Employment law: what to expect in 2022 and beyond

As we enter the final months of the year, Liz Stevens and Georgia Hunt of Birketts LLP highlight what employment law changes we can expect in 2022 and beyond.

UK Employment Law 2022

What employment law changes will there be in 2022?

Over the last two years, the COVID-19 pandemic has meant that many of the previously anticipated employment law changes have been delayed or postponed. With the hope that we are starting to see the end of the pandemic restrictions, 2022 should see legislative developments start to progress further.

In this article we look at some of the confirmed and proposed developments in employment law that businesses need to be aware of, due to take effect in 2022 and beyond.

1. Mandatory vaccination

From 11 November 2021, as a result of The Health and Social Care Act 2008 (Regulated Activities) (Amendment) (Coronavirus) Regulations 2021, all care home workers and anyone entering a care home must be fully vaccinated against COVID-19, unless they fall within one of the exemptions, including medical exemption.

ACAS has published guidance which lists those to whom the law applies, as well as any exemptions. For more information, please refer to the operational guidance published by the Department of Health and Social Care.

A government consultation on whether to extend compulsory vaccination to frontline NHS staff and the wider social care sector has recently ended. The government’s response has not yet been published but indications suggest that statutory provisions will be introduced in early 2022 to extend mandatory vaccination to this sector.

2. Gender pay gap reporting

Since 2017, employers with 250 or more employees have been obligated to publish an annual report containing data on their gender pay gap. Due to the pandemic, enforcement of the reporting deadline this year for both public and private sector organisations was extended by six months to 5 October 2021.

In 2022, deadlines are expected to revert to the normal timescales:

  • for public sector employers, the deadline is 30 March 2022 with a snapshot date of 31 March 2021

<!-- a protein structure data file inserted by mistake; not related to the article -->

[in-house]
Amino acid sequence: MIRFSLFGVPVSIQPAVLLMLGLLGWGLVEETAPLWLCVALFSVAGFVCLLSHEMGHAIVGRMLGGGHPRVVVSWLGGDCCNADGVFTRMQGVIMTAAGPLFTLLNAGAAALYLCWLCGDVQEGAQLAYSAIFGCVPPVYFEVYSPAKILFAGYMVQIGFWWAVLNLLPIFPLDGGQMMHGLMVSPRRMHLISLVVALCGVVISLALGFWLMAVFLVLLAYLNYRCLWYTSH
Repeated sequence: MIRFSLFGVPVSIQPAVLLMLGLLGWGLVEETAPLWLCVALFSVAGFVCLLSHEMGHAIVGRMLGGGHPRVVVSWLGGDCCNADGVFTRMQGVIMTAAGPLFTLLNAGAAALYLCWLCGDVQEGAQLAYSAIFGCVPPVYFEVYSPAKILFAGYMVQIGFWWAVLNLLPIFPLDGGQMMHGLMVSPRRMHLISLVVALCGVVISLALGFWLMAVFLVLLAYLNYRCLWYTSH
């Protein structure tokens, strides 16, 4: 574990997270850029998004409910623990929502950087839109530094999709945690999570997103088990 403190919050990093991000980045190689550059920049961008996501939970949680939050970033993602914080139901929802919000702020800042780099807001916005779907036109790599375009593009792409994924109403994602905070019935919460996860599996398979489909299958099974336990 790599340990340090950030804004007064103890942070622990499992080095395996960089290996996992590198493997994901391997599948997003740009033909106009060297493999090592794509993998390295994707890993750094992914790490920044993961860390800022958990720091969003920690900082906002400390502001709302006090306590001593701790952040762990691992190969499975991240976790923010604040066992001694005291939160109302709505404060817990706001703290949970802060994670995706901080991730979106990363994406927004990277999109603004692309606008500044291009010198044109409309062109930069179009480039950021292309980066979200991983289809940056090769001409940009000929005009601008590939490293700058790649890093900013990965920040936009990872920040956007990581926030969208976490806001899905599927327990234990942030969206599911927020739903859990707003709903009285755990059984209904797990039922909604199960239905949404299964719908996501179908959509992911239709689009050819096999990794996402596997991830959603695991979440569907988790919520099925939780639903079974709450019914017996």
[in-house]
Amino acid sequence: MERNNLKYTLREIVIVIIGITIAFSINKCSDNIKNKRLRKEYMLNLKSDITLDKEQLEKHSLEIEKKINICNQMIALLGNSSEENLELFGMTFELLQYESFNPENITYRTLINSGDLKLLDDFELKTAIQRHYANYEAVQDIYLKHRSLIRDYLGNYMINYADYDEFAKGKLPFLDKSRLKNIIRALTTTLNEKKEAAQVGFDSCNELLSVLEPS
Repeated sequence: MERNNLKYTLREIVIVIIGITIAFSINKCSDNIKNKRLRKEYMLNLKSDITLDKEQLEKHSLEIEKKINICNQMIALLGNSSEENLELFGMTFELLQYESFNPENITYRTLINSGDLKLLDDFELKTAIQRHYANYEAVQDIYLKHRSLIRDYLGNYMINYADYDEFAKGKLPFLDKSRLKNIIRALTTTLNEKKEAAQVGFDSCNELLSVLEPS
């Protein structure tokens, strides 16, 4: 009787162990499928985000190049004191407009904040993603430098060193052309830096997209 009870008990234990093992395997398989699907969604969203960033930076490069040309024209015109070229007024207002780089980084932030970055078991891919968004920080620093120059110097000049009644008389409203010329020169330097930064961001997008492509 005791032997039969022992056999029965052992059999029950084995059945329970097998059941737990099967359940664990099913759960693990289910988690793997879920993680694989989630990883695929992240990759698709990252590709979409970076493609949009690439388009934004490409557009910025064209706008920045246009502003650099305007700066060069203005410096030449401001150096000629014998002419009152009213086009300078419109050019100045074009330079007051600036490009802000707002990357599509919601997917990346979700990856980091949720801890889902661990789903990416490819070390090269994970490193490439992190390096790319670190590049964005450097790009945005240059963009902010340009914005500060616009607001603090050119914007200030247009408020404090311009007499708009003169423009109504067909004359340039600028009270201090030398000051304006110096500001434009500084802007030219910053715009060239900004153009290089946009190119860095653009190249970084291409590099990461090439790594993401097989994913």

• for private sector employers and voluntary organisations, the deadline is 4 April 2022 with a snapshot date of 5 April 2021

A new toolkit has recently been published jointly by the Chartered Management Institute (CMI) and Equality and Human Rights Commission (EHRC) to support organisations in tackling their gender pay gap.

3. Workplace sexual harassment

On 21 July 2021, the government published its response to the consultation on workplace sexual harassment, which was launched in July 2019.

It confirms that the government will introduce a duty on employers to prevent sexual harassment and new protections from third-party harassment, “when parliamentary time allows”. It is also “looking closely” at whether to extend the time limits for bringing any claim under the Equality Act 2010 from the current 3 months to 6 months.

A new statutory code of practice will be published to support the duty to prevent sexual harassment, along with accessible guidance for employers. It is likely that this new duty, as well as protections from third party harassment, will apply subject to an ‘all reasonable steps’ defence. It has yet to be confirmed when this new duty is likely to take effect; draft legislation to implement the new duty has not yet been published, but is anticipated in 2022.

4. New right to carer’s leave

In September 2021, the Government published its response to the 2020 consultation on carer’s leave, confirming that it plans to legislate an entitlement to carer’s leave for employees as a ‘day one’ right.

The leave will consist of one week (up to 5-working days) of unpaid leave per year for those employees with long-term caring responsibilities, to be taken in full or half days. The leave can be taken to provide care, or arrange care, for a person with a long-term care need, such as an illness or injury or issues relating to old age. Employees will be required to give notice that is at least twice the length of the time being requested as leave, plus one day.

This new right is likely to be included in a forthcoming Employment Bill (see below).

5. Tips and gratuities

In September 2021, the government published its response to the 2016 consultation on tipping, gratuities, cover and service charges.

The government has confirmed its intention to include measures in the anticipated Employment Bill to ensure that workers in the hospitality sector retain tips on a fair and transparent basis. Employers will be required to have a written policy on tips and keep a record of how tips are dealt with. There will also be a new statutory Code of Practice on Tipping for employers to have regard to, which will replace the existing voluntary code.

6. Neonatal leave and pay

Following a 2019 consultation, the government’s response in March 2020 confirmed its intention to introduce statutory neonatal leave and pay for parents of babies requiring neonatal care. This commitment was reiterated by the government in March 2021 during a parliamentary debate and will be included in the forthcoming Employment Bill (see below).